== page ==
IBM SPSS for Windows (version 22.0; IBM Corp., Armonk, New York, USA) was used. Categorical data were expressed as number and percentage, whereas numerical variables were expressed as mean ± SD. Normality of data variables were checked. For normally distributed data, preoperative and postoperative values were compared using paired t-test, whereas Student's t-test was used to compare the mean between both study groups. Corresponding nonparametric tests (Wilcoxon's rank test and Mann–Whitney test) were used if data did not follow a normal distribution. Correlation analysis was conducted between intended and achieved outcomes of interest. For all tests, P value of 0.05 or less was considered statistically significant.


  Results Top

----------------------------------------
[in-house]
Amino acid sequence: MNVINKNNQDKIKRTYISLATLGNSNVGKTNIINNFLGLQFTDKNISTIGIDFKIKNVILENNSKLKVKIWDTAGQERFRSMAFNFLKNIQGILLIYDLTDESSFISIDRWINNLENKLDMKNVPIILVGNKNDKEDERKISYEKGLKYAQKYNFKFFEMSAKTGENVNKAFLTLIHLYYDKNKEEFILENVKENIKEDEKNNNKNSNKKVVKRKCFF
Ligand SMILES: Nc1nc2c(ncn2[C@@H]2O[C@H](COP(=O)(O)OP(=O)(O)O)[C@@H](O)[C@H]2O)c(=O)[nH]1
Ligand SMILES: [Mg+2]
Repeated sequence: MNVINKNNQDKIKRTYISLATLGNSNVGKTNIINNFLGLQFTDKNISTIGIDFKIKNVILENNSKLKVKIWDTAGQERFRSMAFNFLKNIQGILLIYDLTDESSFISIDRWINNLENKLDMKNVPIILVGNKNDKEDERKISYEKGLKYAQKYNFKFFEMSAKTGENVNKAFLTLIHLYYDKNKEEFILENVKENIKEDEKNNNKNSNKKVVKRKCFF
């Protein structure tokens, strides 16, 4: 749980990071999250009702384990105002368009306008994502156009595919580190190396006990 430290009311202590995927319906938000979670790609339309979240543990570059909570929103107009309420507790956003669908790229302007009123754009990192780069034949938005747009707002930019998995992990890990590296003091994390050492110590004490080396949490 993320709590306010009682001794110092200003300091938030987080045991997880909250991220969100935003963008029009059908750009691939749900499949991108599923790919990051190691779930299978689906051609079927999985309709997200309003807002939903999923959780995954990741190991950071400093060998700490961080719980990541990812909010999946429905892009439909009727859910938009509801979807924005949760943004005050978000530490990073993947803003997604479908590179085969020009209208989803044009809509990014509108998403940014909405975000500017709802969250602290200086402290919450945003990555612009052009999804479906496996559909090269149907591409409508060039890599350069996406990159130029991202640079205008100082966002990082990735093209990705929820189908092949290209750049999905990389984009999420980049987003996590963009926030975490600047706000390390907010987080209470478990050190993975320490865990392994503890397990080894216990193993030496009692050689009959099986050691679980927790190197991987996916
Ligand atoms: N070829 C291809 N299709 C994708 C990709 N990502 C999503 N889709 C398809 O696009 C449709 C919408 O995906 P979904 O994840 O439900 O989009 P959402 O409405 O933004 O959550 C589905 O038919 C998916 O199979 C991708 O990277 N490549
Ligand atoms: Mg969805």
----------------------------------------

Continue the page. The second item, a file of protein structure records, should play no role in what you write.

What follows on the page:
In this study, we included 33 (66 eyes) patients with myopia with or without astigmatism who had performed TransPRK from January 2017 to December 2017: 42 eyes in aberration-free group and 24 eyes in corneal WFG group. In our study, the mean age was 32.04 ± 9 and 25 ± 3.9 years for aberration-free and corneal WFG group, respectively. Female to male ratio was 5: 2 and 2: 1 in aberration-free and corneal WFG group, respectively. Demographic characteristics as well as preoperative and operative characteristics showed no statistically significant difference between the two groups except for astigmatism being higher in aberration-free group (P = 0.04), which was not clinically significant, and total corneal HOAs, though being higher in corneal WFG group (P = 0.02; [Table 1]). Six months postoperatively, there was no statistically significant difference between the two groups in refractive and visual outcomes [Table 2]. Both groups showed significant improvement in UDVA (P = 0.001 and 0.003 in aberration-free and corneal WFG groups, respectively), with 32 eyes of 42 eyes (76.2%) and 16 eyes of 24 eyes (66.67%) having achieved postoperative UDVA of greater than or equal to 20/20 in aberration-free and corneal WFG groups, respectively, and 36 eyes of 42 eyes (85.72%) and 22 eyes of 24 eyes (91.67%), having achieved postoperative CDVA of greater than or equal to 20/20 in aberration-free and corneal WFG groups, respectively [Figure 1]. In terms of efficacy, the ratio between postoperative UDVA and preoperative CDVA was 1.08 ± 0.09 in aberration-free group and 1.04 ± 0.08 in corneal WFG group, with no statistically significant difference between both the groups (P = 0.6), whereas mean safety index (the ratio between postoperative CDVA and preoperative CDVA) was 1.16 ± 0.12 in aberration-free group and 1.17 ± 0.1 in corneal WFG group, with no statistically significant difference between the two groups (P = 0.9), and no eye in either group showed loss of 1 or more line from the preoperative CDVA. In addition, no postoperative complications were encountered, and no patient required retreatment in both groups. Concerning refractive outcome, both groups showed significant change in manifest refraction spherical equivalent (MRSE) (P = 0.001 in both groups). Overall, 97.62% (41 eyes of 42 eyes) and 100% of patients achieved postoperative spherical equivalent (SE) within ±1 D in aberration-free group and corneal WFG group, respectively [Figure 2]. Concerning corneal HOAs, there was an increase in the postoperative value of total HOAs and spherical aberrations in both groups, which was statistically significant in aberration-free group in contrast with corneal WFG, whereas there was a decrease in coma and trefoil aberrations in corneal WFG group in contrast with aberration-free group, which showed increase in both parameters [Table 3] and [Figure 3]. Moreover, there was a significant change in Q-value in both groups (P = 0.001 in both groups) toward more positive values [Table 2], which was positively correlated with the induction of spherical aberrations (R = 0.98, P = 0.001). On the contrary, the induction of spherical aberrations was positively correlated with amount of refractive correction (R = 0.86, P = 0.001), and negatively correlated with optical zone diameter (R=−0.56, P = 0.001). The postoperative central corneal thickness was significantly correlated with expected value preoperatively in both groups (R = 0.92, P = 0.001 in aberration-free group, and R = 0.94, P = 0.03 in corneal WFG group). Moreover, the postoperative average K was significantly correlated with expected value preoperatively in both groups (R = 0.96, P = 0.001 in aberration-free group, and R = 0.9, P = 0.01 in corneal WFG group). The change in central corneal thickness per 1 D treatment applied was lower in aberration-free group (17.6 ± 4.6 μ/D) than corneal WFG group, (20.9 ± 5.4 μ/D), but not statistically significantly different (P = 0.28).